|Submission Date||Dec. 19, 2019|
Texas A&M University
PA-3: Participatory Governance
|1.00 / 3.00||
Office of Sustainability
Do the institution’s students have a representative body through which they can participate in governance (e.g. a student council)? :
Do the institution’s students have an elected representative on the institution’s highest governing body?:
A brief description of the bodies and mechanisms through which students are engaged in governance, including information to support each affirmative response above:
To serve Texas A&M University by representing student opinion, addressing campus needs through targeted programming and the maintenance of tradition, and providing opportunities for leadership development in order to enrich the quality of student life.
The Student Government Association (SGA) operates under one constitution and each branch operates under its respective by-laws. The SGA Operations Manual provides guidelines with which all members of SGA operate.
TAMU Student Government Association is 3 branches, 4 commissions, and 15 committees, all working together to implement changes, provide students with a voice, and develop future leaders.
The three branches of SGA work together to capture student opinion and propose legislation to create change across the campus community, state, and nation! The Student Body President’s Executive Council, in conjunction with the Student Senate, tackle issues related to academics, tuition and fees, shared governance, dining services, transportation and parking, along with student matters associated with the Bryan/College Station communities.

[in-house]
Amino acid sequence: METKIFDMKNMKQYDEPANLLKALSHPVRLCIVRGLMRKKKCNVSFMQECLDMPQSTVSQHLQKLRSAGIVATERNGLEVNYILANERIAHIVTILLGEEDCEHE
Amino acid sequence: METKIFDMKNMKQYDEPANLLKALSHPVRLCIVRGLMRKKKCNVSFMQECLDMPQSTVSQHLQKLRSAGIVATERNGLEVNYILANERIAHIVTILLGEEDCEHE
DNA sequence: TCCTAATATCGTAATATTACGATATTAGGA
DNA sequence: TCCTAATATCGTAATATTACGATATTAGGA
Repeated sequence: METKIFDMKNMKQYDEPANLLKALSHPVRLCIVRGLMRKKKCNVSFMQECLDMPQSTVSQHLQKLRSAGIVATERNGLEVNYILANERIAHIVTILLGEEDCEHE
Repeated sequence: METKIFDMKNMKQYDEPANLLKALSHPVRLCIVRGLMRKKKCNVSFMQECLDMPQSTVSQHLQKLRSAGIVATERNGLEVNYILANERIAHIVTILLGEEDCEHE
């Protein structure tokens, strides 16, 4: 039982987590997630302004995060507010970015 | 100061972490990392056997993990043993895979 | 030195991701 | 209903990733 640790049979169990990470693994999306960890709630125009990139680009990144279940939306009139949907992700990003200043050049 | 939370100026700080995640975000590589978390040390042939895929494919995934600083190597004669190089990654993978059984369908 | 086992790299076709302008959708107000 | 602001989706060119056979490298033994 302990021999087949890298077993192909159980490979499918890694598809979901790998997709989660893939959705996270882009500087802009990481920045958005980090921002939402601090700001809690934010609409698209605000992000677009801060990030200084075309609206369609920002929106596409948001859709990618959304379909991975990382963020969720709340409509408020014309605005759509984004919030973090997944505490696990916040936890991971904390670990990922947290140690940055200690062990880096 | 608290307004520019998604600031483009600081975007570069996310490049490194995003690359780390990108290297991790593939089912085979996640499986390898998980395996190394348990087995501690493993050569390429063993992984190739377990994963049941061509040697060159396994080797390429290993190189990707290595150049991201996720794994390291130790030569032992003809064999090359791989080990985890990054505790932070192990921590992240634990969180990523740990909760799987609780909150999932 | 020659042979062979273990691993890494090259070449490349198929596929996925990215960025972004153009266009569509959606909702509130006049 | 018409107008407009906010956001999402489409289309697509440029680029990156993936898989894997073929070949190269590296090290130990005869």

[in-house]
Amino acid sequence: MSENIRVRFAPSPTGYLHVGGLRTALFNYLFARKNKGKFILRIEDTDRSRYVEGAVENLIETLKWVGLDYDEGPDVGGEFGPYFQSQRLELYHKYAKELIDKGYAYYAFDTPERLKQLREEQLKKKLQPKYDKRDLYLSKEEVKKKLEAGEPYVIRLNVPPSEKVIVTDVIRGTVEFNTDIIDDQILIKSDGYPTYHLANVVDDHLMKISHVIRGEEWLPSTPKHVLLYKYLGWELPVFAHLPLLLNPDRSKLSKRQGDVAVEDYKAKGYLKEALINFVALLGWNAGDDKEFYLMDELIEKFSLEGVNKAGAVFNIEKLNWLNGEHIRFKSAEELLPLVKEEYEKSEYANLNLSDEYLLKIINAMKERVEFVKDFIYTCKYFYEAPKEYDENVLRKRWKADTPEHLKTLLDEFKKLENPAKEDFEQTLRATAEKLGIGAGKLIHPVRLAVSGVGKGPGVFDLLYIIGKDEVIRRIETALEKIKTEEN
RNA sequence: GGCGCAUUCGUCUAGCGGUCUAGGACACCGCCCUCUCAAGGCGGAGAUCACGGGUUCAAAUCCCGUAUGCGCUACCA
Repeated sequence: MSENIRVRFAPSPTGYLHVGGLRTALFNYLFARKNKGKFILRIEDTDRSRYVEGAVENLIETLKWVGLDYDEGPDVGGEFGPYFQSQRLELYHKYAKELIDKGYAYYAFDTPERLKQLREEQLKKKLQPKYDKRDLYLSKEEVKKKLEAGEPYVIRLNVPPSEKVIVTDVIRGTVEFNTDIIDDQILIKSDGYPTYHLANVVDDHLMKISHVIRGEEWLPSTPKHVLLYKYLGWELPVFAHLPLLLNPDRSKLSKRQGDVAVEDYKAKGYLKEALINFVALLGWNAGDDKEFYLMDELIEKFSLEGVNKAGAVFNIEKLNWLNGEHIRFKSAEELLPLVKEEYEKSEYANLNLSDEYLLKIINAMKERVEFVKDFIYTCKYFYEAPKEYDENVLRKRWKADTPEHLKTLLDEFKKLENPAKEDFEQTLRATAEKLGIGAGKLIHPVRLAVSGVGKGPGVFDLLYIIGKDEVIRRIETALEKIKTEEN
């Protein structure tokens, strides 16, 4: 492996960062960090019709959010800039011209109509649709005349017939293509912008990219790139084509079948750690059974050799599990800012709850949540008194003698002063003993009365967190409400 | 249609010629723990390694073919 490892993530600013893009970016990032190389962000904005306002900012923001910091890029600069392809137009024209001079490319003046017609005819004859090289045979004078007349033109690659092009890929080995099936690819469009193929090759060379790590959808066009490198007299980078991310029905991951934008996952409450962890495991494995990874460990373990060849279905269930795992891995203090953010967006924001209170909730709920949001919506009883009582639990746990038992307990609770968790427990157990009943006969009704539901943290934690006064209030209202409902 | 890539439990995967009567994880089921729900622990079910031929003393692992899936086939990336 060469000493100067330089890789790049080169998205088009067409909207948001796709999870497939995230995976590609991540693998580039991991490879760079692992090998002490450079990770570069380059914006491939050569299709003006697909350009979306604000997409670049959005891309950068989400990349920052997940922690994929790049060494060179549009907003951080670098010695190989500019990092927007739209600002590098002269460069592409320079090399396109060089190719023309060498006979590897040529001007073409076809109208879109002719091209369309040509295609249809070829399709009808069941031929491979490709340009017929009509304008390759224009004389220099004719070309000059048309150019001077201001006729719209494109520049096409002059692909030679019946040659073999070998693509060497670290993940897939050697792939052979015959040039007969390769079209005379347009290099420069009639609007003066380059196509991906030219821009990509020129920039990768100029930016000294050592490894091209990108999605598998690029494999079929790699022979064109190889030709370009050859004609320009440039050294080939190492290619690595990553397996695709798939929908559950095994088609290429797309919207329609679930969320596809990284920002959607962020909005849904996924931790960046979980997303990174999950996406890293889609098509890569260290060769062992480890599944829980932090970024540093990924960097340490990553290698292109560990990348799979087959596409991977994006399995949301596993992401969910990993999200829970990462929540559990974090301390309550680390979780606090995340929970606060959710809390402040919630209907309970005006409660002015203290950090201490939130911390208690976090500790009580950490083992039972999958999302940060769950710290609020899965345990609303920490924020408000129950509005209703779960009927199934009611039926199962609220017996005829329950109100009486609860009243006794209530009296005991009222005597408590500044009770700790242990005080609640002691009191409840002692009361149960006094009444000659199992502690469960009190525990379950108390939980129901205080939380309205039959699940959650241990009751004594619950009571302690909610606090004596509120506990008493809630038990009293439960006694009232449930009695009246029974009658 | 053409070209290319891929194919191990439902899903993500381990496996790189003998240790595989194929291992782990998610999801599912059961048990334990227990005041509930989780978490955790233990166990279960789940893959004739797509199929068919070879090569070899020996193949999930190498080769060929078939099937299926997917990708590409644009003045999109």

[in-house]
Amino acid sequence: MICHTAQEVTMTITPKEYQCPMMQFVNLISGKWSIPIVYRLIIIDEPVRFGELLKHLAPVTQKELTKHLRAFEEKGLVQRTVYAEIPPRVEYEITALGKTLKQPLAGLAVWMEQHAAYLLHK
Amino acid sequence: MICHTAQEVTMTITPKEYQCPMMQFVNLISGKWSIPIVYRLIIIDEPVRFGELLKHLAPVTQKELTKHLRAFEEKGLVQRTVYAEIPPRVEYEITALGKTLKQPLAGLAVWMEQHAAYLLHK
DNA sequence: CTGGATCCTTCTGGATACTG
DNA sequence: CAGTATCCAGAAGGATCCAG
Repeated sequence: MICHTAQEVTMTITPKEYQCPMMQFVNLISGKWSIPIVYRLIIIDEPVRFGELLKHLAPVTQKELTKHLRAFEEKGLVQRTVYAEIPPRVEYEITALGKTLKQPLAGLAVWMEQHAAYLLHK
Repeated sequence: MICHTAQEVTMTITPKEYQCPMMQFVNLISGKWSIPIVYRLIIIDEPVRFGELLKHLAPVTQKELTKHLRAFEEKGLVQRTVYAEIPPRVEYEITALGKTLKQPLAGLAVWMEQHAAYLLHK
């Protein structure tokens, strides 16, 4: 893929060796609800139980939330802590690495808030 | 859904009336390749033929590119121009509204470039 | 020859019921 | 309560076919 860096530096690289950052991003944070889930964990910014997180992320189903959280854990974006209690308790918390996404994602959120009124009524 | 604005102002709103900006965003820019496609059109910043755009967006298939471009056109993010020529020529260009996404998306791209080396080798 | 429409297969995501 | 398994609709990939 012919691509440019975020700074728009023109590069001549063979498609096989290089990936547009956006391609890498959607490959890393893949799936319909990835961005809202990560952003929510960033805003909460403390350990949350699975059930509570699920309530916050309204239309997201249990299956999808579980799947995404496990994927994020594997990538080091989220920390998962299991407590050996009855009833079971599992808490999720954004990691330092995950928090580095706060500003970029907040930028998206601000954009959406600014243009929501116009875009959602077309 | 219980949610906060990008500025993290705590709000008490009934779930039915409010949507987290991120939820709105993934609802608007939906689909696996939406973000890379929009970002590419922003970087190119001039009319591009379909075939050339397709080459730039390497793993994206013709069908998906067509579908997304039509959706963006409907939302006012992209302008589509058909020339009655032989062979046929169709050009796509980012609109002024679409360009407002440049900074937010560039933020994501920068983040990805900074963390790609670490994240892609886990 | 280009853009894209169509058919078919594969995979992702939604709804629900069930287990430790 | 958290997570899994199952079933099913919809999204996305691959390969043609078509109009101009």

Other leadership opportunities are provided through participation in SGA’s multiple committees, who work hard to provide service to the community, host distinguished conferences, and uphold A&M traditions. To ensure fluidity and balance in SGA’s operations, Judicial Court serves to answer questions concerning constitutional interpretation, legislation, and elections. Any student may file an appeal with the Court in such cases as election violations or alleged neglect of duties on the part of an elected official.
Do the institution’s staff members have a representative body through which they can participate in governance (e.g. a staff council)?:
Do the institution’s non-supervisory staff members have an elected representative on the institution’s highest governing body?:
A brief description of the bodies and mechanisms through which staff are engaged in governance, including information to support each affirmative response above: